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Jan 9, 2005 06:12 AM

Pressure Cooker

  • t

My wife and I (both decent cooks) just purchased a pressure cooker with leftover holiday gift cards.

I think I know the basics, but can anyone give me some tips or cool things to make in this contraption?

Maybe some quick stocks or stews.

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  1. Here’s a recipe for Pierre Franey’s Daube de Boeuf Provençale - braised beef with tomatoes and herbs. The ingredient list is long but it’s easy to do and the effort is well worth it. The joy of using a pressure cooker is being able to make something delicious and tender from a relatively inexpensive, tough meat.

    3 pounds lean chuck steak, cut into 1½-inch cubes
    Salt and freshly ground pepper
    ½ pound whole mushrooms, quartered or left whole, depending on the size
    2 tablespoons finely chopped garlic
    ½ pound onions, cut into 1-inch cubes or left whole if quite small
    ¼ cup flour
    1 cup dry red wine
    2 cups canned imported tomatoes, left whole if small or cut in half if large
    3 tablespoons olive oil
    24 pitted, stuffed green olives
    1 bay leaf
    ½ teaspoon dried thyme
    Pinch of cayenne pepper
    ½ teaspoon stem saffron (optional)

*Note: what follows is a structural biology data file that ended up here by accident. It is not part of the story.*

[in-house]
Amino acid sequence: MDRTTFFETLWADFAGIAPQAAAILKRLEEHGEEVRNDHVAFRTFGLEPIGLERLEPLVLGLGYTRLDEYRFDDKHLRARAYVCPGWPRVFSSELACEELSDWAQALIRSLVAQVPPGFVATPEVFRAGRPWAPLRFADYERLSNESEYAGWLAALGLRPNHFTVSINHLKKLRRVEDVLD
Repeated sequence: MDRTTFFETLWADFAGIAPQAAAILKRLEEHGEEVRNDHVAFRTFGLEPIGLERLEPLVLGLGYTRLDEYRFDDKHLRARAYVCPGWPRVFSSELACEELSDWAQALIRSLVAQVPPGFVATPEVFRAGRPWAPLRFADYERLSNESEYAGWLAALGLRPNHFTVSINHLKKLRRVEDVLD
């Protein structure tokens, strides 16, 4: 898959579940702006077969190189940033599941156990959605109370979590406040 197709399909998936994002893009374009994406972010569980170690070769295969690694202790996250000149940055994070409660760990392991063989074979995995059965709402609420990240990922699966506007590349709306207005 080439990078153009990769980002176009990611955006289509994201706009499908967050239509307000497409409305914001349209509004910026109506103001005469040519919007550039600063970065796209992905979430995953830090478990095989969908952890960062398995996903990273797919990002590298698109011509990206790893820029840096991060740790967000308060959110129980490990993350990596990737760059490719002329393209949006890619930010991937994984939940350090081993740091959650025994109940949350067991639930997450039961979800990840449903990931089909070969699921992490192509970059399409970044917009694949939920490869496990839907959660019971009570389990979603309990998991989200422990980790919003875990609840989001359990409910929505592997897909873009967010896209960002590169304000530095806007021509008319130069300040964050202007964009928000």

¼ cup finely chopped parsley

    Trim all the visible fat off the meat and sprinkle the cubes with salt and pepper.
    Heat the oil in a pressure cooker almost to the smoking point. Brown the meat on all sides over high heat – in batches if necessary.
    Stir in the garlic, then stir in the onions and mushrooms. Sprinkle the flour over and stir to evenly coat the pieces. Add the rest of the ingredients – except for the chopped parsley – and stir while bringing to a boil. Put the top on the cooker.
    Reduce the heat and cook according to your pressure cooker’s instructions, 20 to 25 minutes. Then uncover per the directions.
    Sprinkle with the chopped parsley and serve with buttered noodles or steamed potatoes.

    3 Replies
    1. re: Deenso

      Cool. I have some lesser meat in the freeze that I can use.

      I also have some really nice short ribs from a local farmer that I want to make for my sons birthday.

      Any ideas on that?

      1. re: Deenso

        Cool. I have some lesser meat in the freeze that I can use.

        I also have some really nice short ribs from a local farmer that I want to make for my sons birthday.

        Any ideas on that?

        1. re: Tugboat

          Here’s a short ribs recipe I haven’t tried. It’s from “Pressure Cookery Perfected,” by Roy Andries De Groot (Summit Books, 1978). Don’t know if this book is still in print – it’s a thick, magazine-size paperback. I just looked on Amazon and found that they have 33 used copies – cheap. There's a wonderful recipe in it for Hoppin' John that's become one of our family favorites. Anyway, I’ll paraphrase the directions. Most important, remember that the meat has to be marinated in the fridge overnight before cooking and you need at least a 6-quart pressure cooker.

          Short Ribs Poached in Aromatic Brandy
          Serves 4

          4 lbs. lean, meaty short ribs, cut up into practical serving pieces